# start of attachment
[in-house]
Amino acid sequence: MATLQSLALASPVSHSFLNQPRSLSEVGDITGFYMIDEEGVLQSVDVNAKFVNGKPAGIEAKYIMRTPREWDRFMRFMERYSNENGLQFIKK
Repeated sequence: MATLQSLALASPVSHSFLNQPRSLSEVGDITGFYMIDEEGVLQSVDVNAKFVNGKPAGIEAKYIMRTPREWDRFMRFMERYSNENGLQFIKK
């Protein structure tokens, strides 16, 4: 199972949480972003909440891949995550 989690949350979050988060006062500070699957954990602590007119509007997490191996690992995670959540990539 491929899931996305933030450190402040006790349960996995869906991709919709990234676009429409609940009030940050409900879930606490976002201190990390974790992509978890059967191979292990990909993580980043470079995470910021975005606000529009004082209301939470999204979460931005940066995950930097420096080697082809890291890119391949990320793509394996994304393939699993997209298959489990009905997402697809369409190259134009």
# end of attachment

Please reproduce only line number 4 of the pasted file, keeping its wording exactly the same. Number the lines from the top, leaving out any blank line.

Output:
């Protein structure tokens, strides 16, 4: 199972949480972003909440891949995550 989690949350979050988060006062500070699957954990602590007119509007997490191996690992995670959540990539 491929899931996305933030450190402040006790349960996995869906991709919709990234676009429409609940009030940050409900879930606490976002201190990390974790992509978890059967191979292990990909993580980043470079995470910021975005606000529009004082209301939470999204979460931005940066995950930097420096080697082809890291890119391949990320793509394996994304393939699993997209298959489990009905997402697809369409190259134009």